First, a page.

Richard Strauss



Richard Strauss (1864–1949) was one of the most important composers of the 20th century. He is particularly famed for his writing for the soprano voice, his brilliant orchestration and his intricate operatic plots. 

Strauss was born in Munich, where his father Franz was principal horn in the court orchestra. He began composition studies aged 11 and in 1883 became a protégé of the conductor Hans von Bülow, who encouraged him to study the music of Wagner. In 1887 he met the soprano Pauline de Ahna, who was to prove a major influence during his career. They married in 1894. He did not approach opera until he was nearly thirty (his early masterpieces included several orchestral tone poems such as Don Juan and many songs). His first two operas, Guntram (1893) and Feuersnot (1901), received lukewarm responses, but Salome (1905) was a tremendous succès de scandale. It was followed by the even more intense Elektra (1909), Strauss’s first collaboration with the writer Hugo von Hofmannsthal. Their partnership continued until Hofmannsthal’s death in 1929 and produced some of Strauss’s most successful operas, including Der Rosenkavalier (1911), Ariadne auf Naxos (1912, revised 1916), Die Frau ohne Schatten (1919) and Arabella (1933, Strauss completing the libretto after Hofmannsthal’s death). In the same period Strauss wrote the comic opera Intermezzo (1924) to his own text. He also remained active as a conductor. Strauss’s successful new collaboration with Stefan Zweig, with whom he wrote Die schweigsame Frau (1935), ended when Zweig left Austria after Hitler’s ascent to power. Strauss’s less happy collaboration with librettist and historian Joseph Gregor led to the operas Friedenstag (1938), Daphne (1937) and Die Liebe der Danae (1940, first public performance 1952). Strauss wrote his final opera, the exquisite Capriccio (1942), in collaboration with the conductor Clemens Krauss.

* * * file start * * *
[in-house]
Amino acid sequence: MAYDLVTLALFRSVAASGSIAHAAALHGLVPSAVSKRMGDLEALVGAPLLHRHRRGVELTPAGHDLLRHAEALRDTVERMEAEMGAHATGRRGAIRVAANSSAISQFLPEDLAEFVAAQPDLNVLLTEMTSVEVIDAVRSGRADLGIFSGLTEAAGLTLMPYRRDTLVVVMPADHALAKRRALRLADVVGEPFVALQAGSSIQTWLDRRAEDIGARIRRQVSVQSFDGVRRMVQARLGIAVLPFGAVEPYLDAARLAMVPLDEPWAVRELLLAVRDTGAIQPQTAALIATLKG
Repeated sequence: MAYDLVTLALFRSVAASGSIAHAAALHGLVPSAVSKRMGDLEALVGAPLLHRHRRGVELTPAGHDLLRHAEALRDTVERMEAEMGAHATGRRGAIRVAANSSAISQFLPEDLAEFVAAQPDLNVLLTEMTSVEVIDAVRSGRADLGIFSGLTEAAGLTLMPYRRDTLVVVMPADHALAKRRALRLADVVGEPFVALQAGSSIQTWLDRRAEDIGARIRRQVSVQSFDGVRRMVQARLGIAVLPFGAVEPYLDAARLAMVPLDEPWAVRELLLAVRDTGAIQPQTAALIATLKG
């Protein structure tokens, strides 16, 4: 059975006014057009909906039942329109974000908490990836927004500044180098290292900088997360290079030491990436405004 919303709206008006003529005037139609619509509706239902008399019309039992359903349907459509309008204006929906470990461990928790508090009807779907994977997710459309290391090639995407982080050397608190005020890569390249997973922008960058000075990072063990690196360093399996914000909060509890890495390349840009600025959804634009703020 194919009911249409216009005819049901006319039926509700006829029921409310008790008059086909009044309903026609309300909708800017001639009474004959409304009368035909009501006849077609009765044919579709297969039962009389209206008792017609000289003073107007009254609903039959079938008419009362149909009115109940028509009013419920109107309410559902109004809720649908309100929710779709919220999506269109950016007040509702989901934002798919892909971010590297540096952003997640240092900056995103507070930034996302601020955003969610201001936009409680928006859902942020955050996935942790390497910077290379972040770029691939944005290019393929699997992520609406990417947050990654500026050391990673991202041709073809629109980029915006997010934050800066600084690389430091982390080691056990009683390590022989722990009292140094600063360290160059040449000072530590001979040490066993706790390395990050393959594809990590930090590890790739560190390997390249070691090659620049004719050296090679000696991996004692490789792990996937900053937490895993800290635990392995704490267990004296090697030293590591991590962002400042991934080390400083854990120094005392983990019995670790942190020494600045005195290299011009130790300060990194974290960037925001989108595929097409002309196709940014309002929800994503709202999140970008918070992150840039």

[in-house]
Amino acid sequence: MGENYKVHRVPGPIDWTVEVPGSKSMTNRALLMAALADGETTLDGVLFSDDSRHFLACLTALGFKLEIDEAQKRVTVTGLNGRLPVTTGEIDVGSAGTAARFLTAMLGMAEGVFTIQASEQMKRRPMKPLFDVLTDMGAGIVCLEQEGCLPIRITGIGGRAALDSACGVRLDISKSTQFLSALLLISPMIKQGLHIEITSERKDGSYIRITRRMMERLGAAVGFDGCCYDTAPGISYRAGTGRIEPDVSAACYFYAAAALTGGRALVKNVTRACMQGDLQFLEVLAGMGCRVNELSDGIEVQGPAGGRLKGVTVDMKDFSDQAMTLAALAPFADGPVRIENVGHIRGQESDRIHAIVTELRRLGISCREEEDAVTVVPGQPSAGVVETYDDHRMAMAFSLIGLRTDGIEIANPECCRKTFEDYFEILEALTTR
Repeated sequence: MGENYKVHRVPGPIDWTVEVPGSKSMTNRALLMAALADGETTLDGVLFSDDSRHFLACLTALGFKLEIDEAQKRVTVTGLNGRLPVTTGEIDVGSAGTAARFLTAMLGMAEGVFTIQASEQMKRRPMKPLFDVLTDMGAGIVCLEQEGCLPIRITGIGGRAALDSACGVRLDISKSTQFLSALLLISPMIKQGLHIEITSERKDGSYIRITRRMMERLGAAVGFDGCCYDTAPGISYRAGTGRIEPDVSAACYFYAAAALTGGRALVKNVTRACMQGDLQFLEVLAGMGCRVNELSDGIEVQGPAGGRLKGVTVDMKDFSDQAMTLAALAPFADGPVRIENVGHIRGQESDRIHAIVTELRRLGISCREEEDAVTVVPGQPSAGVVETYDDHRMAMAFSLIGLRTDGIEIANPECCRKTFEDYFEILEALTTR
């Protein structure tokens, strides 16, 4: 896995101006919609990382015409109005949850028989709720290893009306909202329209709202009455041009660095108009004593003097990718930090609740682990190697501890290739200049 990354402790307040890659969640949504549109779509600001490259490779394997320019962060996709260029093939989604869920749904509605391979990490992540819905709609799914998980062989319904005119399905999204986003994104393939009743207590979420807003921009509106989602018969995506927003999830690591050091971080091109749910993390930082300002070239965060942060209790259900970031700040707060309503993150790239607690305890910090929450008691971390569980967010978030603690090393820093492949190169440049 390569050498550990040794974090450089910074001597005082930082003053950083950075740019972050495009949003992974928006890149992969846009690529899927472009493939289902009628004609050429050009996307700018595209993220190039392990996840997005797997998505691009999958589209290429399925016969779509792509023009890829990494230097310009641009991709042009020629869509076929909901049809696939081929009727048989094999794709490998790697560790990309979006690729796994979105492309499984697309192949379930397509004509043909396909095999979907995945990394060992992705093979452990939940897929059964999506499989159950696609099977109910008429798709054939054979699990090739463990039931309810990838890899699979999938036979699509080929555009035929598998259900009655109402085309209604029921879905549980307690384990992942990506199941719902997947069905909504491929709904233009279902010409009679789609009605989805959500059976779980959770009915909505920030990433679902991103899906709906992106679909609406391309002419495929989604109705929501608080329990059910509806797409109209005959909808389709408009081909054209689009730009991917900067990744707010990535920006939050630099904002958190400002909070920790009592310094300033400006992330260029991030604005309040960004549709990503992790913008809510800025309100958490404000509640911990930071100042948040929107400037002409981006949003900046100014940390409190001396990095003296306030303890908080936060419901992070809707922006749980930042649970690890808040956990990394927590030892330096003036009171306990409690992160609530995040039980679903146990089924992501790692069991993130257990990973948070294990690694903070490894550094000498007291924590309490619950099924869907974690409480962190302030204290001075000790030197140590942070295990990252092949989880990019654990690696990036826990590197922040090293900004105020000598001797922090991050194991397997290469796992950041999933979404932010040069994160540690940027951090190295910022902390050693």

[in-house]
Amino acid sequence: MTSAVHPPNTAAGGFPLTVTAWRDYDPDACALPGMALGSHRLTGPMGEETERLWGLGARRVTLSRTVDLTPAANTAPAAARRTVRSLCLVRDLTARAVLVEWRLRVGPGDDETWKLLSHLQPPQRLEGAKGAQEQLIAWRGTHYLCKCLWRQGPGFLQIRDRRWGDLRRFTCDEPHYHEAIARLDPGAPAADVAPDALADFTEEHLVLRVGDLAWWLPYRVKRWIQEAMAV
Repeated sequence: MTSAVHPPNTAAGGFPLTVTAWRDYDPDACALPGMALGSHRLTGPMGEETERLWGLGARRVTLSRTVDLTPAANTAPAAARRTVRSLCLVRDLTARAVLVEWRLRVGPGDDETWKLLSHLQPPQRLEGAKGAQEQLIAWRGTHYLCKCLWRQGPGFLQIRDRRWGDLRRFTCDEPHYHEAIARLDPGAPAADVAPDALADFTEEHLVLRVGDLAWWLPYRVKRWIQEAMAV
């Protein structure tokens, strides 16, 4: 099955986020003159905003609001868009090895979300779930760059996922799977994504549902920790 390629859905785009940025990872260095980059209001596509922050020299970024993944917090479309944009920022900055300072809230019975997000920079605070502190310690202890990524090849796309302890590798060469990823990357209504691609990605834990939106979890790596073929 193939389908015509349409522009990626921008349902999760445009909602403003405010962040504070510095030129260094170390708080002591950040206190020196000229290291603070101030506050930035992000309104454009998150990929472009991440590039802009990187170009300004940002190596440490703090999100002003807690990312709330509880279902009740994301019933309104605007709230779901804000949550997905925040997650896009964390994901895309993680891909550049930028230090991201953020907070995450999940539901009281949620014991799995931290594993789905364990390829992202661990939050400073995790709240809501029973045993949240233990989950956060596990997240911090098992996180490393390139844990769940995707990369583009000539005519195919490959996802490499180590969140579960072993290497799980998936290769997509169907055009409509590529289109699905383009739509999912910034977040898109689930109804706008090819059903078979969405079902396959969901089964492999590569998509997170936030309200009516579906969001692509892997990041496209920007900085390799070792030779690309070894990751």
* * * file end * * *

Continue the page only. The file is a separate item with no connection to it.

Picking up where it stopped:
Deeply depressed by World War II, Strauss believed that his composing career had come to an end. In fact he enjoyed an Indian summer in the last years of his life, producing orchestral music and songs including Metamorphosen (1945), the Oboe Concerto (1945) and Vier letzte Lieder (1948). 

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